This week: An exclusive poll done by Nanos Research for Power & Politics reveals how Liberal leadership frontrunner Justin Trudeau stacks up against Tom Mulcair and Stephen Harper.
The results show Trudeau's uptick in the polls is coming at the expense of the NDP leader.
The poll is a national Nanos RDD Crowdsource random survey of 1,002 Canadians conducted between April 4 and 8, 2013. Participants were randomly recruited by telephone through the proprietary Nanos Crowdsource sample and administered a survey online. The margin of error for a random survey of 1,002 Canadians is to within 3.1 percentage points, 19 times out of 20.
On the question of who is the most inspiring leader, the poll suggests Trudeau is connecting with Canadians, with 30 per cent of Canadians choosing him as the most inspiring leader. Harper was second with 17.8 per cent and Mulcair third with 11.6 per cent. Green Party Leader Elizabeth May came a close fourth with 10.3 per cent and Bloc leader Daniel Paillé was last with 1.5 per cent.
"Justin Trudeau, his presence on the national stage, his performance during the federal leadership race has actually made him look as an inspiring leader, at least compared to the other choices," Nanos said on Power & Politics Wednesday.
But while Trudeau is seen as the most inspiring, the poll also shows Canadians believe he is lacking experience. Only 8.6 per cent of Canadians feel Trudeau has the best experience to lead the country, compared with 41 per cent for Harper,17.6 per cent for Mulcair, 3.6 per cent for May and 0.5 per cent for Paillé.
Nanos points out that the Conservatives have already been trying to take advantage of this by "hammering Trudeau for his lack of experience."
The new polls reveal that particular message resonates, he added. And when you weigh which of these factors is more important for a political leader, experience is the winner, Nanos said.
"Winning is not neccesarily a popularity contest. Stephen Harper has won not based on his personal popularity or hugability, he's won because people have gone into the ballot booth and have made what they believe is the least risky choice," Nanos said.
The other thing the new poll reveals is none of the party leaders or prospective party leaders have a real advantage when it comes to their brands.
Nanos Research asked who would make the best party leader, a question that shows the ability of a leader to manage their brand.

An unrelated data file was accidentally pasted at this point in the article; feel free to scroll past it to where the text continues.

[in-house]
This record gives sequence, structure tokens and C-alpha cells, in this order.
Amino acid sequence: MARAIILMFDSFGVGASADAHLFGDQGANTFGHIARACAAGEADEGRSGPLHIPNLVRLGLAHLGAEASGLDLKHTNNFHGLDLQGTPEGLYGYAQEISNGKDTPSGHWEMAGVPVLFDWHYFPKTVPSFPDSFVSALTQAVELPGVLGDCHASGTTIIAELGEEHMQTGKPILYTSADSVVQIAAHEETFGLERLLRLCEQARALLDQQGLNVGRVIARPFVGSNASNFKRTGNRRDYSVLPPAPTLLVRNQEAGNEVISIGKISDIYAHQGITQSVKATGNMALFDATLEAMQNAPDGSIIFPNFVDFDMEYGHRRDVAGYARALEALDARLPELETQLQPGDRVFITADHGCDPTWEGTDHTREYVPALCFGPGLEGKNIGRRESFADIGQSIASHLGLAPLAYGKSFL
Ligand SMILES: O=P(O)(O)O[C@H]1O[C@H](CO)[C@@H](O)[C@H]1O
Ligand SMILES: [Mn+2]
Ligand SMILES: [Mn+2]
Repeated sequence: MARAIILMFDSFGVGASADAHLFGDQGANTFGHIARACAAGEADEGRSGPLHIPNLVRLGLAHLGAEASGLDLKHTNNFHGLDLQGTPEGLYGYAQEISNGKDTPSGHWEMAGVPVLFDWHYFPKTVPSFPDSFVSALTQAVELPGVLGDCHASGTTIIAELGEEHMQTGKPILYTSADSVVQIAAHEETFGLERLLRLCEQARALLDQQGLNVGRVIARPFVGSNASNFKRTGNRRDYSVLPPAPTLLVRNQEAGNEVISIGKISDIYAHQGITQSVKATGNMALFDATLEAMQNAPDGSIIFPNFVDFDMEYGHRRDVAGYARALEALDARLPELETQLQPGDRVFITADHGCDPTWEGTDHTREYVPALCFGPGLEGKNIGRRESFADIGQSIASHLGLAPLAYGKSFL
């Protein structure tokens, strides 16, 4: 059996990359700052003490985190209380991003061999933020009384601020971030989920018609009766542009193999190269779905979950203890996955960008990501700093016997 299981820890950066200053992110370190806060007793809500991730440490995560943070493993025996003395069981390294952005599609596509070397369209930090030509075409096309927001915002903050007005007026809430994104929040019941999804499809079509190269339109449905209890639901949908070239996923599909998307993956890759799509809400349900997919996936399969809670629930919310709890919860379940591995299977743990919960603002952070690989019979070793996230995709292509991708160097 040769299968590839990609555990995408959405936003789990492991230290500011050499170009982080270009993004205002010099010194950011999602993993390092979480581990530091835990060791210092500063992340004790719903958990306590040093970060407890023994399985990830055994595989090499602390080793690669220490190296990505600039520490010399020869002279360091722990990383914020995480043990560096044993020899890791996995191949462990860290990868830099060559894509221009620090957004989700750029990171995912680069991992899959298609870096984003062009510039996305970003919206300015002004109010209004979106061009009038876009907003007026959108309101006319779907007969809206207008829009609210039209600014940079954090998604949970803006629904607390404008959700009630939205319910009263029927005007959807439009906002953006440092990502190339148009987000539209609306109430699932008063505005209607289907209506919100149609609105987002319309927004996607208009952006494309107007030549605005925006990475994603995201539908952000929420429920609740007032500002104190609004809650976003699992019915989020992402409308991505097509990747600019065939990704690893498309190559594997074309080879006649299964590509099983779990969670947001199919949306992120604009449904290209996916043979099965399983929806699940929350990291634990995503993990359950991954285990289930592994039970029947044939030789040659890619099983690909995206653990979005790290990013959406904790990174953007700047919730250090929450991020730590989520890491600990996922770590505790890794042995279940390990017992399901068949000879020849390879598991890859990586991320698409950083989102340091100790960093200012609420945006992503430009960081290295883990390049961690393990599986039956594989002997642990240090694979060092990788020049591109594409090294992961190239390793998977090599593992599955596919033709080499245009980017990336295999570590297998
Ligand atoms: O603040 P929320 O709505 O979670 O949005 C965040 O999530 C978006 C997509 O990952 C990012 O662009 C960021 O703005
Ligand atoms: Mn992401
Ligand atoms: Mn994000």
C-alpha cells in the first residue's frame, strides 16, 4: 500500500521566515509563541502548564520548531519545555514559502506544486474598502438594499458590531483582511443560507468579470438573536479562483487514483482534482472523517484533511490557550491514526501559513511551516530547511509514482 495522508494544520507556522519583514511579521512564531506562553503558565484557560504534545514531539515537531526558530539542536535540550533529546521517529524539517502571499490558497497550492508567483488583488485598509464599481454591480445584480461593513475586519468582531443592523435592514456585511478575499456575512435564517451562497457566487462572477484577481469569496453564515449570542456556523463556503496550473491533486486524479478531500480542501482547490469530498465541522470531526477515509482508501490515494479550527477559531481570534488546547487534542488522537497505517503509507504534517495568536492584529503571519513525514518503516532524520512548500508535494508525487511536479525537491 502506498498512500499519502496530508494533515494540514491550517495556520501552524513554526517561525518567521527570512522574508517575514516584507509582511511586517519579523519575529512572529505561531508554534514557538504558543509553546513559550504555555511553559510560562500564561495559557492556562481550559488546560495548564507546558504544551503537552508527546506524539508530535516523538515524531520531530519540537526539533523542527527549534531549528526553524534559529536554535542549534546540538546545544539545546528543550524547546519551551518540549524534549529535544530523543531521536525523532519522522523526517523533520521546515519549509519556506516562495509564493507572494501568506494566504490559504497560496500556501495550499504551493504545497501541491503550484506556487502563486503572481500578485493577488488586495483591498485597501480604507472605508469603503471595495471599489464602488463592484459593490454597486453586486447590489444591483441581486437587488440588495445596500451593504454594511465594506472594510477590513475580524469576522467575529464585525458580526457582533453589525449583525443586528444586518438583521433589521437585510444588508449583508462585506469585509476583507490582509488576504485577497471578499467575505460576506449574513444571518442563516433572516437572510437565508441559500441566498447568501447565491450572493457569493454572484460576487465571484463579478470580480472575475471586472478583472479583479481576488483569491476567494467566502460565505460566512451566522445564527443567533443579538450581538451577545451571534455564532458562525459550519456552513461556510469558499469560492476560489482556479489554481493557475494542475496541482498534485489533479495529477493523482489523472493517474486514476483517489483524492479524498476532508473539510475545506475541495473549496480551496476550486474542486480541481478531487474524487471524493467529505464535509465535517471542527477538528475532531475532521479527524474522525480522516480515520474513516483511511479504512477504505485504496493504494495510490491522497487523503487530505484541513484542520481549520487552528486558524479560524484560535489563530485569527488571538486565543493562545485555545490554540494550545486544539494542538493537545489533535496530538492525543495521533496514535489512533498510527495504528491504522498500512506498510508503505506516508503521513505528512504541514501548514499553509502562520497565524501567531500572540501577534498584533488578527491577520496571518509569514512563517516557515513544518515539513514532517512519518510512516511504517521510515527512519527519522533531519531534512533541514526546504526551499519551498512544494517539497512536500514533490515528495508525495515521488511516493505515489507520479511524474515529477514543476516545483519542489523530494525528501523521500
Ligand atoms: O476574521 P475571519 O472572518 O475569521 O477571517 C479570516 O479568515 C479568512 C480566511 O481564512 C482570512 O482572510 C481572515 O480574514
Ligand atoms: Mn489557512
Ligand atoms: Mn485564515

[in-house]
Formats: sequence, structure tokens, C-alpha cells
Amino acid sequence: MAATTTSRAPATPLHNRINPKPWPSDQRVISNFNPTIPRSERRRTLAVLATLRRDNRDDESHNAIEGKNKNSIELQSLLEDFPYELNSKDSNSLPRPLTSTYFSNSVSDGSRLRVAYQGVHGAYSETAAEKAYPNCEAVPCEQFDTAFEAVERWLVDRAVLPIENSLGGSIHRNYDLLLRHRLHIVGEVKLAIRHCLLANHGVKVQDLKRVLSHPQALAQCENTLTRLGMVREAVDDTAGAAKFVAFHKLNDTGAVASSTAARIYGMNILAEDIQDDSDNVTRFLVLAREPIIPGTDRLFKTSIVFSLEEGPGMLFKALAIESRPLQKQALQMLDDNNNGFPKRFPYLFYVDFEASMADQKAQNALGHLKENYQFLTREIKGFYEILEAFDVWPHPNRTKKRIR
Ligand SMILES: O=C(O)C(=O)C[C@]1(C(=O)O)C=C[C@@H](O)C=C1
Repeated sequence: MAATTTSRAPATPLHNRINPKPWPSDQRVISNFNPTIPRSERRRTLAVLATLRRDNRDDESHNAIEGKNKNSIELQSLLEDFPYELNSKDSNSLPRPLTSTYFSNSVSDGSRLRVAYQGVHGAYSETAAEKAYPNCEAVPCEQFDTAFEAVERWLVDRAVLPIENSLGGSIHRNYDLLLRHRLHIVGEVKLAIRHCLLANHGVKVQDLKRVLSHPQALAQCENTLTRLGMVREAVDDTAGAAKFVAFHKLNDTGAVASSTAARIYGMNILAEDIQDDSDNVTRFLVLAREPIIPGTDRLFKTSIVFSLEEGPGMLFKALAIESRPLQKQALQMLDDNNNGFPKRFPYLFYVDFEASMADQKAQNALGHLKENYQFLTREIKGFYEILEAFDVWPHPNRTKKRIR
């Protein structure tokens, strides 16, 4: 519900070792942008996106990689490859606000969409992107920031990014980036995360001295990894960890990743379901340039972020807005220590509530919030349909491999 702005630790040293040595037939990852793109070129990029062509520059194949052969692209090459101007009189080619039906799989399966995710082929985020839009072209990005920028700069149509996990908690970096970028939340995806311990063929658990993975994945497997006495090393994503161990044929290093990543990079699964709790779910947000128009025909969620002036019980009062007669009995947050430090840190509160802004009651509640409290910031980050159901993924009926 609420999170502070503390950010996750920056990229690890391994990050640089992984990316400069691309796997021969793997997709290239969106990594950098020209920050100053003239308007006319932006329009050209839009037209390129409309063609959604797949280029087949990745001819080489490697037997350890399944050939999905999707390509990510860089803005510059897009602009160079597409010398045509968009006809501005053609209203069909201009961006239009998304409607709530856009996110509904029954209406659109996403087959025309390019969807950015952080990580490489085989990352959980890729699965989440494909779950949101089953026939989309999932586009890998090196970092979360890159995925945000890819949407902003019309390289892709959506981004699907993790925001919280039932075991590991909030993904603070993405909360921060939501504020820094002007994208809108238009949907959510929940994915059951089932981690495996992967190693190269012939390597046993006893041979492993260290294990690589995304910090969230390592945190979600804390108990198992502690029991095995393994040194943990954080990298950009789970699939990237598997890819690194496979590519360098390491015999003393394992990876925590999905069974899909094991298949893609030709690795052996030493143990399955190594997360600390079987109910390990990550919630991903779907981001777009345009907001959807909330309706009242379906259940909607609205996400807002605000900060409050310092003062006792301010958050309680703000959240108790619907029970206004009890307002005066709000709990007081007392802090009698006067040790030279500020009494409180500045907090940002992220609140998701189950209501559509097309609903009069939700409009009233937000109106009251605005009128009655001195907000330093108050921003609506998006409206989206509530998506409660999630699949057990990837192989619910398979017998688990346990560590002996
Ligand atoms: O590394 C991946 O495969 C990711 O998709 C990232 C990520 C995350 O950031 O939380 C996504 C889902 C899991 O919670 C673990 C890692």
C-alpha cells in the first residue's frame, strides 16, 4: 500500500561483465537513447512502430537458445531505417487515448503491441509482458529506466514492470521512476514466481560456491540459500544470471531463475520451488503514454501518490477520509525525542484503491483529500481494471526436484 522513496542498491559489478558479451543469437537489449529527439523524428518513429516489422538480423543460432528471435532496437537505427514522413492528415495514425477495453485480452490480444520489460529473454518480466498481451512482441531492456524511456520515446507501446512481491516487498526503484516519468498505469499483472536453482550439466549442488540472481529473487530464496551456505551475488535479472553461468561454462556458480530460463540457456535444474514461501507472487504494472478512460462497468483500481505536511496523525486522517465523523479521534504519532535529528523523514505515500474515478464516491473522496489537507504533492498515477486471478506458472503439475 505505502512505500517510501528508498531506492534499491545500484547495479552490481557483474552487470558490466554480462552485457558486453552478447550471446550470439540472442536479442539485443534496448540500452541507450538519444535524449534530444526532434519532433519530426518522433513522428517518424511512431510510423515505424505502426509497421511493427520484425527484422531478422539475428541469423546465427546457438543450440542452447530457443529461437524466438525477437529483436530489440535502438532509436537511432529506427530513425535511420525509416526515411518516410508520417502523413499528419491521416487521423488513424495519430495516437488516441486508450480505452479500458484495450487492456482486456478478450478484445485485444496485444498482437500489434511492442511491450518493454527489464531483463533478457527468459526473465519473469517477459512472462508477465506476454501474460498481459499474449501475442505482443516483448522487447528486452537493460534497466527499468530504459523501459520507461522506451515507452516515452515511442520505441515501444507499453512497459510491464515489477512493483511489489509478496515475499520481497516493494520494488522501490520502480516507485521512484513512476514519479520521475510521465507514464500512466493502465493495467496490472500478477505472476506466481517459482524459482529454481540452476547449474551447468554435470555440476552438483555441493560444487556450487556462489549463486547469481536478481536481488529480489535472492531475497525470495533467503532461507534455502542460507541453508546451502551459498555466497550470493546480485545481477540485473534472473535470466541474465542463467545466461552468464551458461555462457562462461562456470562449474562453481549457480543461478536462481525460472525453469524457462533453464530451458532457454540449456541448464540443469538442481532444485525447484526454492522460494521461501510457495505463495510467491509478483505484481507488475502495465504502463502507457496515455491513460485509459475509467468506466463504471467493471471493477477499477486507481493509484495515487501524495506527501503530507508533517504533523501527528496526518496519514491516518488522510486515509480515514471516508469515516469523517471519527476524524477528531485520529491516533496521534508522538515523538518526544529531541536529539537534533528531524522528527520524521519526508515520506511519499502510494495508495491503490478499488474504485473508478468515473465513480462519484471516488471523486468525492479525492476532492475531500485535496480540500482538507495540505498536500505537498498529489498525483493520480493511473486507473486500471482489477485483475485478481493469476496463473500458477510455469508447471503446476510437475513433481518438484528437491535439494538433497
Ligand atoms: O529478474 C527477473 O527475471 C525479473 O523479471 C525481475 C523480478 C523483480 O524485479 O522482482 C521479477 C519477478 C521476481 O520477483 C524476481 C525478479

Harper is in front with 29.1 per cent, Trudeau comes second with 25.6 per cent, Mulcair is third at 17.5 per cent, May is fourth with 7.7 per cent and Paillé was fifth at 1.2 per cent.
"It's interesting that Canadians are projecting onto Trudeau a party leader that can be reasonably comparable in terms of performance compared to Stephen Harper," Nanos said.
Mulcair on the other hand, is weaker on this question.
Politicians talk a lot about values, and Trudeau mentioned values a number of times in his speech at the Liberal showcase on Saturday.
When Nanos Research asked Canadians which leading politician has values most like them, the results show that Harper is in the lead with 26.3 per cent. Trudeau is second with 22.8 per cent and Mulcair is third with 16.2 per cent. May came fourth with 10.6 per cent and Paillé was last with 4.1 per cent.
These will be the numbers to watch going forward, Nanos said.
If that number starts to move for the Liberals it could show that Canadians don't think the Liberal party is connecting with them, Nanos said.
Overall, the polls suggest the leader that has suffered most from Trudeau's emergence is Mulcair, Nanos said.
"[Mulcair's] got to work on his personal brand. He has to assert himself. He is very aggressive, he is very forthright, he's a capable campaigner, but he's got to build his personal brand. Because right now on the personality front he's trailing both Stephen Harper and Justin Trudeau," Nanos said.
Recognized as one of Canada's top research experts, Nik Nanos provides numbers-driven counsel to senior executives and major organizations. He leads the analyst team at Nanos, is a fellow of the Marketing Research and Intelligence Association, a research associate professor with SUNY (Buffalo) and a 2013 public policy scholar with the Woodrow Wilson International Center for Scholars in Washington DC.
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